Larval Taeniidae, such as metacestodes of Taenia solium, Echinococcus granulosus, and Echinococcus multilocularis, produce chronic and fatal helminthic diseases. Proper identification of these zoonotic cestodiases is often challenging and is hampered in some clinical settings. Endophilin B1 plays critical roles in the maintenance of membrane contours and endocytosis. We isolated proteins homologous to endophilin B1 from T. solium, Taenia saginata, and Taenia asiatica. The three Taeniidae endophilin B1 proteins shared 92.9 to 96.6% sequence identity. They harbored a Bin1/amphiphysin/Rvs (BAR) domain and residues for a dimeric interface but lacked a SRC homology 3 (SH3) domain. Endophilin B1 showed a unique immunological profile and was abundantly expressed in the tegumental syncytium of Taeniidae metacestodes and adults. Bacterially expressed recombinant T. solium endophilin B1 (rTsMEndoB1) demonstrated a sensitivity of 79.7% (345/433 cases) for serodiagnosis of larval Taeniidae infections. The protein showed strong immune recognition patterns against sera from patients with chronic neurocysticercosis, cystic echinococcosis, or advanced-stage alveolar echinococcosis. Adult Taeniidae infections exhibited moderate degrees of positive antibody responses (65.7% [23/35 samples]). rTsMEndoB1 showed some cross-reactivity with sera from patients infected with Diphyllobothriidae (23.6% [25/106 samples]) but not with sera from patients with other parasitic diseases or normal controls. The specificity was 91.7% (256/301 samples). The positive and negative predictive values were 93.6% and 73.4%, respectively. Our results demonstrate that Taeniidae endophilin B1 may be involved in the control of membrane dynamics, thus contributing to shaping and maintaining the tegumental curvature. rTsMEndoB1 may be useful for large-scale screening, as well as for individual diagnosis and follow-up surveillance of Taeniidae infections.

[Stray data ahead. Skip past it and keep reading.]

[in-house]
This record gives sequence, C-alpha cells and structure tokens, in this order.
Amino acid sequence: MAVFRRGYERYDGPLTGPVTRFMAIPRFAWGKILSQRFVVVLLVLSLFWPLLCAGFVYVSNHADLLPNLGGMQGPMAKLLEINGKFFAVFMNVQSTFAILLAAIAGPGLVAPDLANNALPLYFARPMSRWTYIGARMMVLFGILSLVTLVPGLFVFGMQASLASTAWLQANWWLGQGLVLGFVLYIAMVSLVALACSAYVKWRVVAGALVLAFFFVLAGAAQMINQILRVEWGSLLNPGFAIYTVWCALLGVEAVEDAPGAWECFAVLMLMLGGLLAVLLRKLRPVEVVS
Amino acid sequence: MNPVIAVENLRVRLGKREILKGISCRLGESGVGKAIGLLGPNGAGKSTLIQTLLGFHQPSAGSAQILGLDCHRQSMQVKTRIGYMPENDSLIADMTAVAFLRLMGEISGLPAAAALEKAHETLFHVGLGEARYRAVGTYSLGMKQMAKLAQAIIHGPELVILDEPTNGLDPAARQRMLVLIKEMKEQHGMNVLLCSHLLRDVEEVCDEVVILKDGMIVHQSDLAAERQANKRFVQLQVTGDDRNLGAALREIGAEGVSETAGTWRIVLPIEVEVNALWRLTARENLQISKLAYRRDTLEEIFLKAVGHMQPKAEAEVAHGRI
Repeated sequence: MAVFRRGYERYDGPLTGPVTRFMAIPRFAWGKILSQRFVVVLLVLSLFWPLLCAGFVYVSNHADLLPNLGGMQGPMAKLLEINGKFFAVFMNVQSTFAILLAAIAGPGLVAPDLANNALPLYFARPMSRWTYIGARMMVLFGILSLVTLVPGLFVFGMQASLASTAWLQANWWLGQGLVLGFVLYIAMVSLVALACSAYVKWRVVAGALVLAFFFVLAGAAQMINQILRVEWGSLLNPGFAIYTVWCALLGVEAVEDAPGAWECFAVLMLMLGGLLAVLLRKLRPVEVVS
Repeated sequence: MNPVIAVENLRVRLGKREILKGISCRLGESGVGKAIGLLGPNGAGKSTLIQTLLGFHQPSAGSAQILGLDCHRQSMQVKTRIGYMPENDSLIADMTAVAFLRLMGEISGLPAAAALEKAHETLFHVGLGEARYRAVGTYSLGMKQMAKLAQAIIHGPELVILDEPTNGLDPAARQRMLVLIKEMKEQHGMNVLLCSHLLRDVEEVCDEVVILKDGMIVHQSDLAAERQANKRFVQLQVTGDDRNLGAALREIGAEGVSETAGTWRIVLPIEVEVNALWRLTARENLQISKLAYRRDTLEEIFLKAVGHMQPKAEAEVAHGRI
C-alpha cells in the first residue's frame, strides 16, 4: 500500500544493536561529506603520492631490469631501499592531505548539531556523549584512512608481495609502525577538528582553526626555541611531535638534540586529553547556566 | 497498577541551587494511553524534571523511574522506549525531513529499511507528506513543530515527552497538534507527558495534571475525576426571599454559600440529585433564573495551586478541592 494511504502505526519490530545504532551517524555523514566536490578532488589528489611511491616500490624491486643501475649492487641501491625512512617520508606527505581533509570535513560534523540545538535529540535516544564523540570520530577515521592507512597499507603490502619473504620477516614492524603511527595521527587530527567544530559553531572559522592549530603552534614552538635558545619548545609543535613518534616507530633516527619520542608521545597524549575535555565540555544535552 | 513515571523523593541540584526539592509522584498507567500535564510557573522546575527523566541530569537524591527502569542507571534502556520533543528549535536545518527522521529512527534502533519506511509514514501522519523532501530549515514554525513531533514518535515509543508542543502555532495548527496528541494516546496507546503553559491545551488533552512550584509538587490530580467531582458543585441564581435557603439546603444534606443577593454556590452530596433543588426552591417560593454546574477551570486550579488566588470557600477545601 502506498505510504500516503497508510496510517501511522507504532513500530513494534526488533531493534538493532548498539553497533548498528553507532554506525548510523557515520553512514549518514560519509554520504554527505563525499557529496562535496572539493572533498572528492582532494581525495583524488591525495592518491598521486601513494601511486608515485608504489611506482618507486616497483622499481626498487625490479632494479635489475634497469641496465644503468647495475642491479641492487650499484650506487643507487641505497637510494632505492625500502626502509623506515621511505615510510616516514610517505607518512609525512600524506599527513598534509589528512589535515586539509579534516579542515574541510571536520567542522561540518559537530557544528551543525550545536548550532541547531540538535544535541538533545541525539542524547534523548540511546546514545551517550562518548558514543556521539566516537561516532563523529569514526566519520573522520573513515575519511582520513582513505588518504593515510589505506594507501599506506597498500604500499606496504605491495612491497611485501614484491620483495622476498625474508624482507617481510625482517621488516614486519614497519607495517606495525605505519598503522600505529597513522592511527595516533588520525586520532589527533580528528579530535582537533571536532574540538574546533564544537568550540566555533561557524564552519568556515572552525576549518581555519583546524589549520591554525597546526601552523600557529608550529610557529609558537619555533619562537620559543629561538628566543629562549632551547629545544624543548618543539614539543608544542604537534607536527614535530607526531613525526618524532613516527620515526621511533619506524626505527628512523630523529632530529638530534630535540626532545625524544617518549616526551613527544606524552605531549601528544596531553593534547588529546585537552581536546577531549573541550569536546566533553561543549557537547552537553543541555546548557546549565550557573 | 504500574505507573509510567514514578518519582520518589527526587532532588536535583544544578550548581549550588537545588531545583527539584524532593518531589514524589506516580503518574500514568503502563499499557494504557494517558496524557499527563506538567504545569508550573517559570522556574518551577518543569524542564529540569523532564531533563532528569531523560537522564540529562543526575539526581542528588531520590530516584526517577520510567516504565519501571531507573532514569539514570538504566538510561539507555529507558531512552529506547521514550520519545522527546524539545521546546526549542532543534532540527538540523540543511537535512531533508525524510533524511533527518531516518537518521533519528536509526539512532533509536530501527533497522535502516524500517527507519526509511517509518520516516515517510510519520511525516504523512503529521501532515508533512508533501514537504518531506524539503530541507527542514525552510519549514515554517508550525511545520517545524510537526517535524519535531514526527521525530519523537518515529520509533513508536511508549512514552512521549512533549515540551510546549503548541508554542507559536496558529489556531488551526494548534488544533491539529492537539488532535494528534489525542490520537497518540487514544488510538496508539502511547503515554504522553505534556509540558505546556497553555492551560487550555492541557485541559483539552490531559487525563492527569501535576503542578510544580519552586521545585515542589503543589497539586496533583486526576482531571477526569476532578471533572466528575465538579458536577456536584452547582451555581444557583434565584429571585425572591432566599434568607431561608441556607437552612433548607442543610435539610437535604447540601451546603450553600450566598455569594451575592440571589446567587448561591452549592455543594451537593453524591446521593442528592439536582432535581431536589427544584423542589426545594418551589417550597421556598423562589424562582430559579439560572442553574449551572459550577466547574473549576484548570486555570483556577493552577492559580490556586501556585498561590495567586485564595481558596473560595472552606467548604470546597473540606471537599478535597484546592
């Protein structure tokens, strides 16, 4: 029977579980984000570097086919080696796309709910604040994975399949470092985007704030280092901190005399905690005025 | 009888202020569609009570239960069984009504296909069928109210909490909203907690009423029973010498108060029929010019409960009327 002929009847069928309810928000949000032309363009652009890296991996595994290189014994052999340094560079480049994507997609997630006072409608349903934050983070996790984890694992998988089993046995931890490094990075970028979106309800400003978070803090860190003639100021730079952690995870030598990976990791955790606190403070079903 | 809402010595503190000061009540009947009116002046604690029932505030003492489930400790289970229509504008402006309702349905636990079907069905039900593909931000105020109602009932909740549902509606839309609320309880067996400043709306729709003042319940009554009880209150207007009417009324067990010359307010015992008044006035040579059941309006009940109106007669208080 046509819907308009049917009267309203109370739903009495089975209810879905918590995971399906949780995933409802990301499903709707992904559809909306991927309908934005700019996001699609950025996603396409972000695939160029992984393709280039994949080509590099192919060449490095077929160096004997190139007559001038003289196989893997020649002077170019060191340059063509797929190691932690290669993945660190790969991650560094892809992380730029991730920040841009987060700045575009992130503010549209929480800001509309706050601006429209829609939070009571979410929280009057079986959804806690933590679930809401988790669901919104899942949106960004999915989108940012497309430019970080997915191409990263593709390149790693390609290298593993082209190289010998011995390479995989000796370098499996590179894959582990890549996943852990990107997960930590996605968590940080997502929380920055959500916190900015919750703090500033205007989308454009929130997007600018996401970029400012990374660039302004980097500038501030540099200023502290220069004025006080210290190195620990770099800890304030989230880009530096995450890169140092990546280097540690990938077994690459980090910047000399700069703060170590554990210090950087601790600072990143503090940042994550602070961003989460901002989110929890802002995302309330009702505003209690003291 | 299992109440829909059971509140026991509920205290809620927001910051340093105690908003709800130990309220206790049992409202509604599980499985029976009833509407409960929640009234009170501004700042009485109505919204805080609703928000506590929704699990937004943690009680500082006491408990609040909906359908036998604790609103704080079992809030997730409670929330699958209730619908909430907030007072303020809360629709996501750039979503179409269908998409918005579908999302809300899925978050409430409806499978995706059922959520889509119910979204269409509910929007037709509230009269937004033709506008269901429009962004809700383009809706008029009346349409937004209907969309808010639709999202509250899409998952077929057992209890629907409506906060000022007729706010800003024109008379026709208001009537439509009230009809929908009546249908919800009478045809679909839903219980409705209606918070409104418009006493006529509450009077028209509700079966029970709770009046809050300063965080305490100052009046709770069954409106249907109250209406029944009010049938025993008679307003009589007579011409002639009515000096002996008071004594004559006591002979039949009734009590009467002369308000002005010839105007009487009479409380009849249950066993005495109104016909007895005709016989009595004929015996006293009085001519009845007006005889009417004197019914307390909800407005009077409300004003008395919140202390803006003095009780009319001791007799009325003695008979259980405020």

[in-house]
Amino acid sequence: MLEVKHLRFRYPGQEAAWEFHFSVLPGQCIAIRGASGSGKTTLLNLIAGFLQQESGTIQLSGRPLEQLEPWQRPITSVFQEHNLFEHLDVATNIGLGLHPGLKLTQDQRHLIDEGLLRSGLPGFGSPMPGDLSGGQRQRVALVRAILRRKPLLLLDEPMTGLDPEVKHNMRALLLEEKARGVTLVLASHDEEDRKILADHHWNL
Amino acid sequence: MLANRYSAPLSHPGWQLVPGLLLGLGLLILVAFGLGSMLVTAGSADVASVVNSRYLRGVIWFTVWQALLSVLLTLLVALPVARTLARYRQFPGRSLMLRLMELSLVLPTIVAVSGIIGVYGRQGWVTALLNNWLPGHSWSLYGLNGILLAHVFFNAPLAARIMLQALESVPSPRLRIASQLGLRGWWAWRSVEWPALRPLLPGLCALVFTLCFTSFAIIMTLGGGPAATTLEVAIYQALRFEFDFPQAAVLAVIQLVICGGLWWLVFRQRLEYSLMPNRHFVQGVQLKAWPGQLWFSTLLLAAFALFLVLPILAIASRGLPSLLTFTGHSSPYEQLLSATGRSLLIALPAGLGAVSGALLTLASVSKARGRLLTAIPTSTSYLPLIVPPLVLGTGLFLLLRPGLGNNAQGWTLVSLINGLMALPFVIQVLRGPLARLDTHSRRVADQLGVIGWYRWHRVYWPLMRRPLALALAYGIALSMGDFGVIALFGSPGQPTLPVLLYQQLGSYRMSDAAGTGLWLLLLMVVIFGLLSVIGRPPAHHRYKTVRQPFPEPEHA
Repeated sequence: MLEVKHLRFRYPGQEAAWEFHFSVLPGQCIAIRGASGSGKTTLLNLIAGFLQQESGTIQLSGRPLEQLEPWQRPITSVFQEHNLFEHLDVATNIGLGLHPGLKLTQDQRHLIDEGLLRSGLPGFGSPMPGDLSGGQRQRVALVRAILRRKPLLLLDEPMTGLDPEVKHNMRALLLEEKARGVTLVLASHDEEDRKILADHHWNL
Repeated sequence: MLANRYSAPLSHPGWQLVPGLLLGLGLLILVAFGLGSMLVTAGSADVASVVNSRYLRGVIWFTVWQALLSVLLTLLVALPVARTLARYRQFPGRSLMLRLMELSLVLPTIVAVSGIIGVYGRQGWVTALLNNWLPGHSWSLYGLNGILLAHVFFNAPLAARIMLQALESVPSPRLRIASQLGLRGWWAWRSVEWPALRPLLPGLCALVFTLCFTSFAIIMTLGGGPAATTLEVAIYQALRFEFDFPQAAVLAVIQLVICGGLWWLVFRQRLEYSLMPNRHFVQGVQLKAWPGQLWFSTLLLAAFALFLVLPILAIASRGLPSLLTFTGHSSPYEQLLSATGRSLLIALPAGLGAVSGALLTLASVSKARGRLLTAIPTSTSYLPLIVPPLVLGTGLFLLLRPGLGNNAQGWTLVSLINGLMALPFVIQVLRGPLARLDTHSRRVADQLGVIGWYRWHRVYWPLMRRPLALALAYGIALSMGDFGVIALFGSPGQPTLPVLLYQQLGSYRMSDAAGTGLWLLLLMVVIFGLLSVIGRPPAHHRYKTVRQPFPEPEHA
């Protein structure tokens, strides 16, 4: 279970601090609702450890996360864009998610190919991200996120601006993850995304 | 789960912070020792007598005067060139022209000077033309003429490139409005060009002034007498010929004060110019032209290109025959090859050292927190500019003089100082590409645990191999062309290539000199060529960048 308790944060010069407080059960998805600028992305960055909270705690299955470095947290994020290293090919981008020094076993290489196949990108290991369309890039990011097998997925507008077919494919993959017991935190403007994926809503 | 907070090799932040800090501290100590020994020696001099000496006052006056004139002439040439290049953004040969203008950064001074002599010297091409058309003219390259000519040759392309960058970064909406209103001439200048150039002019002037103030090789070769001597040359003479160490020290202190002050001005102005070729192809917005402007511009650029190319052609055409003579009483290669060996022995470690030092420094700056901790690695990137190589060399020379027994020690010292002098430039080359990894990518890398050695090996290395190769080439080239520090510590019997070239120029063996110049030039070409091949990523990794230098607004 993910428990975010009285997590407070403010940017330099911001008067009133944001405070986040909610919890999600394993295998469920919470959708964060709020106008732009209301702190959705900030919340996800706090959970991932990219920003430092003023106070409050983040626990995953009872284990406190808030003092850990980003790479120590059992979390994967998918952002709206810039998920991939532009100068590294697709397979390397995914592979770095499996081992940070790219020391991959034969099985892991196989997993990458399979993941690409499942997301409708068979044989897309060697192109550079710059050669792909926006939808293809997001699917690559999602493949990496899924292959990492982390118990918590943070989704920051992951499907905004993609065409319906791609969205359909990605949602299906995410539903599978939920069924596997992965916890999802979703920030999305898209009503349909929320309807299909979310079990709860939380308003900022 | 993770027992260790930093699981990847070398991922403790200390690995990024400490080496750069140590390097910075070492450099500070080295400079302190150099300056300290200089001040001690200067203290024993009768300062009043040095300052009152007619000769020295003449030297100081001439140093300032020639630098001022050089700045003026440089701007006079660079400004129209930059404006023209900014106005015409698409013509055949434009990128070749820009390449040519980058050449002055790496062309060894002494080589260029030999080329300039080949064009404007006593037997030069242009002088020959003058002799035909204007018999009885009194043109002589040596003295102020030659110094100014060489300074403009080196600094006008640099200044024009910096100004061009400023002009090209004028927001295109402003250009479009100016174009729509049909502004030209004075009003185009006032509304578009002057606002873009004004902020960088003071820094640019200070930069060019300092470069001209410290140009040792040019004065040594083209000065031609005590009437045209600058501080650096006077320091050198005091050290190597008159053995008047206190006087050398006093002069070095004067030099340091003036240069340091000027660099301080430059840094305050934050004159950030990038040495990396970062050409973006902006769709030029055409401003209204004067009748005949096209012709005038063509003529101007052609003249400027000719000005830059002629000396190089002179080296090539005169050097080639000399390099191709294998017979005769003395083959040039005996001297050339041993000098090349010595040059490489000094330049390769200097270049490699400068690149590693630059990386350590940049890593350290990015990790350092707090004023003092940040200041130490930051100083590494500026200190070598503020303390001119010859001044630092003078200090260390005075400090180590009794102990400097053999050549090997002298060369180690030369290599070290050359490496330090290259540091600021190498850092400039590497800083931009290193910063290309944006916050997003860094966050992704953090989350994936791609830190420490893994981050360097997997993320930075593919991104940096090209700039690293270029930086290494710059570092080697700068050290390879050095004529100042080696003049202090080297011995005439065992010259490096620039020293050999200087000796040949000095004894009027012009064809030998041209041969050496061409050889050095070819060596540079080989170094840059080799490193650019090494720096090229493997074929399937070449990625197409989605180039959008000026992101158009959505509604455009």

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We are sincerely grateful to the local health workers of the Qinghai Institute for Endemic Disease Prevention and Control and the Guangxi Center for Disease Prevention and Control for their help in surveying patients. All members of the Medical Research Institute and the Parasite Resource Bank, Chungbuk National University, are acknowledged for their kind provision of several valuable parasite samples. This work was funded by National Research Foundation of Korea (NRF) (NRF-2013R1A1A2059462).
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